Bishop T.D. Jakes says preaching the gospel of forgiveness is a sermon that never gets old or loses its meaning.
“Ethel Waters, for example, was the result of a forcible rape,” Huckabee said of the late American gospel singer.
Interestingly, precisely the same error appears in a 2002 online edition of the gospel of Thomas.
And fearing a primary challenge in Kentucky, McConnell is back to preaching the GOP gospel of reaction on the debt limit.
Lots of things I would have supposed were right were wrong, just things you would absolutely take as gospel are not true.
Where the gospel is unknown, there is nothing too improbable to be received.
The gospel which laps us in peace and puts it in our hearts makes us soldiers.
I never thought I'd see you takin' up with these gospel pedlers.
If your gospel is not that, you have yet to learn the deepest secret of His power.
Every minister of the gospel is a “drawer of water,” to his congregation, from the “Spiritual Rock” which follows the church.
Old English godspel "gospel, glad tidings announced by Jesus; one of the four gospels," from god "good" (see good) + spel "story, message" (see spell (n.)); translation of Latin bona adnuntiatio, itself a translation of Greek euangelion "reward for bringing good news."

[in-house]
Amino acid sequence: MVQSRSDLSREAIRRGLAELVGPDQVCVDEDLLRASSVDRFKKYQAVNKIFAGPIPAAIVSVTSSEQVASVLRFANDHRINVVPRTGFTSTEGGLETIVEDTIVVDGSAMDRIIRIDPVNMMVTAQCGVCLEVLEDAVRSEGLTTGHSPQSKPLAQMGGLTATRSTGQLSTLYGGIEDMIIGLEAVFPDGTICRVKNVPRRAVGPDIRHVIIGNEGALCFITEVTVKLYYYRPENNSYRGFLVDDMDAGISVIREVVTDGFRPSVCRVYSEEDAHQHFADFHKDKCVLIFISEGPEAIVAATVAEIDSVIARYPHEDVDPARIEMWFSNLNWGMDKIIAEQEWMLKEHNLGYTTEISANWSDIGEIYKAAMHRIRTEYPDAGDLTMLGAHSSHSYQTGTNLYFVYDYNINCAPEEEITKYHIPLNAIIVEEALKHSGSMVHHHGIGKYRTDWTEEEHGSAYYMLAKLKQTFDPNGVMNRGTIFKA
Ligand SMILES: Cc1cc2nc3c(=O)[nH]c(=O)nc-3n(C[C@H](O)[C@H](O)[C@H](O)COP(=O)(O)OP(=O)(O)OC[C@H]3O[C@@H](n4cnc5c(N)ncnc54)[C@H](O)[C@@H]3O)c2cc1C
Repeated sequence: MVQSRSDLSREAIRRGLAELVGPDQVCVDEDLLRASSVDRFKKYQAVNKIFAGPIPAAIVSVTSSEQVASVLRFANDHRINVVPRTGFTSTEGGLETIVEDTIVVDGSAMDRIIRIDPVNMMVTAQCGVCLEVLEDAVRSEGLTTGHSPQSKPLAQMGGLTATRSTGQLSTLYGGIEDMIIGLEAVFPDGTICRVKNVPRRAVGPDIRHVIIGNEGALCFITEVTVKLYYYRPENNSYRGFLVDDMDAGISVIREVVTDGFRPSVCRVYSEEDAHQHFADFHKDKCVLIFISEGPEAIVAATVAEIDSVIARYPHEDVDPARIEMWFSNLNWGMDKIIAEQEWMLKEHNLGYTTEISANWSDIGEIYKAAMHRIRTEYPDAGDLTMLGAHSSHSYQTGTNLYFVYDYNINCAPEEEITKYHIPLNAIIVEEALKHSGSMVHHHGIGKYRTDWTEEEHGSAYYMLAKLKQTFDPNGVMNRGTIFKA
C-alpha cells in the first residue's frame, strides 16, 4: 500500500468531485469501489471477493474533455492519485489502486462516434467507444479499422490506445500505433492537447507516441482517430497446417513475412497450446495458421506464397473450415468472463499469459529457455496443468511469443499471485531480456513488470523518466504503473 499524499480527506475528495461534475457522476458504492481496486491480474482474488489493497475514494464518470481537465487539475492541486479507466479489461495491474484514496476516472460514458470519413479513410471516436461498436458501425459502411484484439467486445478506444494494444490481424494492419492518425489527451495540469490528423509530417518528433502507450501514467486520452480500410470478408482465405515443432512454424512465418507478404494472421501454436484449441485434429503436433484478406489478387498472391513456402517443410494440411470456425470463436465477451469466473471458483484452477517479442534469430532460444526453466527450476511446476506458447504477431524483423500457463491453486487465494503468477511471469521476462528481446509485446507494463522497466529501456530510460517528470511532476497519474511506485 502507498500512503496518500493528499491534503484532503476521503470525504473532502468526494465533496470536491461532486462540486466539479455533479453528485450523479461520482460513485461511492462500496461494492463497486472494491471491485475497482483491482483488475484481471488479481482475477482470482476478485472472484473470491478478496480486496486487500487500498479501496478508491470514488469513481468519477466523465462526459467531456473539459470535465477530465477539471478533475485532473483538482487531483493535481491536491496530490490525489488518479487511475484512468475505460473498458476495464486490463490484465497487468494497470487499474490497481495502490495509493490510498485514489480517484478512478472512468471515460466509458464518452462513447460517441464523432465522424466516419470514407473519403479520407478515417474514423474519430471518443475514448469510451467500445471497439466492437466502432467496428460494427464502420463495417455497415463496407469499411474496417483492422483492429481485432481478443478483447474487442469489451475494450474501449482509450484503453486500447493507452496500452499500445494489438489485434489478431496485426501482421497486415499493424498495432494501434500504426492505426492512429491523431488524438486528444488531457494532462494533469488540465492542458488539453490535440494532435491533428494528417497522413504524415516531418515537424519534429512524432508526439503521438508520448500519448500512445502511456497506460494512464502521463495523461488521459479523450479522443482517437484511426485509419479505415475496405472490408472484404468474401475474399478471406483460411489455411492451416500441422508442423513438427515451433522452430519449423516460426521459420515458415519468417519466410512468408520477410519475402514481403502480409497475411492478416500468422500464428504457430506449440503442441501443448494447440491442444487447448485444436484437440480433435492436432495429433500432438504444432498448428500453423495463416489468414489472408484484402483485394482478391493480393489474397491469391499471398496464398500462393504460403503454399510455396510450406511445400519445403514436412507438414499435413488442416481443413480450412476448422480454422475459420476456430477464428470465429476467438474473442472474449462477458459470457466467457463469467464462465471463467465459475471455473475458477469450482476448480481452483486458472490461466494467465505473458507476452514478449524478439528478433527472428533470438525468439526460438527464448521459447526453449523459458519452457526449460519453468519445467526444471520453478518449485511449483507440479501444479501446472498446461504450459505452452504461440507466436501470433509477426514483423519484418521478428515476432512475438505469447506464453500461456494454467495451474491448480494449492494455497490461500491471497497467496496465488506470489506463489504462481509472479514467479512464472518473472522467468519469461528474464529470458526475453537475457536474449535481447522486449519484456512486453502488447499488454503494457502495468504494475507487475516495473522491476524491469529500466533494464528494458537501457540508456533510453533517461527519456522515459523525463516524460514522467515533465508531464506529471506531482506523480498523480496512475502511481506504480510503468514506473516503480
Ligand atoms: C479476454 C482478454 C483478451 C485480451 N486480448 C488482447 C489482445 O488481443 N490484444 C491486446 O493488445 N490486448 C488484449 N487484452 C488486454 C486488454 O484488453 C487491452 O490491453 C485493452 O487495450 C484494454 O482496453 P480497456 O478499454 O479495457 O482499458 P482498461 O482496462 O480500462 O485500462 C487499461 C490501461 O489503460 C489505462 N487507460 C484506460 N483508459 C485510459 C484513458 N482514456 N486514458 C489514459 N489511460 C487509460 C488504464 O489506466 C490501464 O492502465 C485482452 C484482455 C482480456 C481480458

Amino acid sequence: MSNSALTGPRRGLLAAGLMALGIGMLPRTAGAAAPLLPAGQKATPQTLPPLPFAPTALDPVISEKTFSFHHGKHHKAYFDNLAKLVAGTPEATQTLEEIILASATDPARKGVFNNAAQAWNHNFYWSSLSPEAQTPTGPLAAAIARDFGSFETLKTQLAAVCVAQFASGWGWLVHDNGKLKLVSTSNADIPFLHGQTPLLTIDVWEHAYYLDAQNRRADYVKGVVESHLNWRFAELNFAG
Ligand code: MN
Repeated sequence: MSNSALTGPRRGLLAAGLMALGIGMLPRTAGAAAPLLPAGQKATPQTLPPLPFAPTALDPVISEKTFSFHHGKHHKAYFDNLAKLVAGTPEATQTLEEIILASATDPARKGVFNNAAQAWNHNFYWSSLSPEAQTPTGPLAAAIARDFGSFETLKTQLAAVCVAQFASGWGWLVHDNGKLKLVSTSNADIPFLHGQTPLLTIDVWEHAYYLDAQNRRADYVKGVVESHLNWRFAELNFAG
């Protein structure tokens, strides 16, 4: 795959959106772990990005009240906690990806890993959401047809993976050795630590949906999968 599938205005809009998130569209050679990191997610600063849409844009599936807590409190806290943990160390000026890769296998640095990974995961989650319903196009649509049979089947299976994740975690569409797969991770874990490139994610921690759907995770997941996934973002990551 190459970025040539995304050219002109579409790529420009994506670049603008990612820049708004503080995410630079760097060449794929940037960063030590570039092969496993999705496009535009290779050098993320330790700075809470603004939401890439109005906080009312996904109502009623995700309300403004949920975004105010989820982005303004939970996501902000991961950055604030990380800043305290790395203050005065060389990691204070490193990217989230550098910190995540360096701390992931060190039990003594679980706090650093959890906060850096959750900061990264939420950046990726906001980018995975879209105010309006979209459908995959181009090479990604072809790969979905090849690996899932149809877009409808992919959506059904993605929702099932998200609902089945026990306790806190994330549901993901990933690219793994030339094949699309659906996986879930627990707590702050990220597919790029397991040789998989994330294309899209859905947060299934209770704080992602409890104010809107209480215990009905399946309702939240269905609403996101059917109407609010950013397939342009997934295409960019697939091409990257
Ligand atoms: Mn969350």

The first element of the Old English word had a long "o," but it shifted under mistaken association with God. The word passed early from English to continental Germanic languages in forms that clearly indicate the first element had shifted to "God," e.g. Old Saxon godspell, Old High German gotspell, Old Norse goðspiall. Used of anything as true as the Gospel from mid-13c. Gospel-gossip was Addison's word ("Spectator," 1711) for "one who is always talking of sermons, texts, etc."
The absolute truth: His book's the gospel
a word of Anglo-Saxon origin, and meaning "God's spell", i.e., word of God, or rather, according to others, "good spell", i.e., good news. It is the rendering of the Greek _evangelion_, i.e., "good message." It denotes (1) "the welcome intelligence of salvation to man as preached by our Lord and his followers. (2.) It was afterwards transitively applied to each of the four histories of our Lord's life, published by those who are therefore called 'Evangelists', writers of the history of the gospel (the evangelion). (3.) The term is often used to express collectively the gospel doctrines; and 'preaching the gospel' is often used to include not only the proclaiming of the good tidings, but the teaching men how to avail themselves of the offer of salvation, the declaring of all the truths, precepts, promises, and threatenings of Christianity." It is termed "the gospel of the grace of God" (Acts 20:24), "the gospel of the kingdom" (Matt. 4:23), "the gospel of Christ" (Rom. 1:16), "the gospel of peace (Eph. 6:15), "the glorious gospel," "the everlasting gospel," "the gospel of salvation" (Eph. 1:13).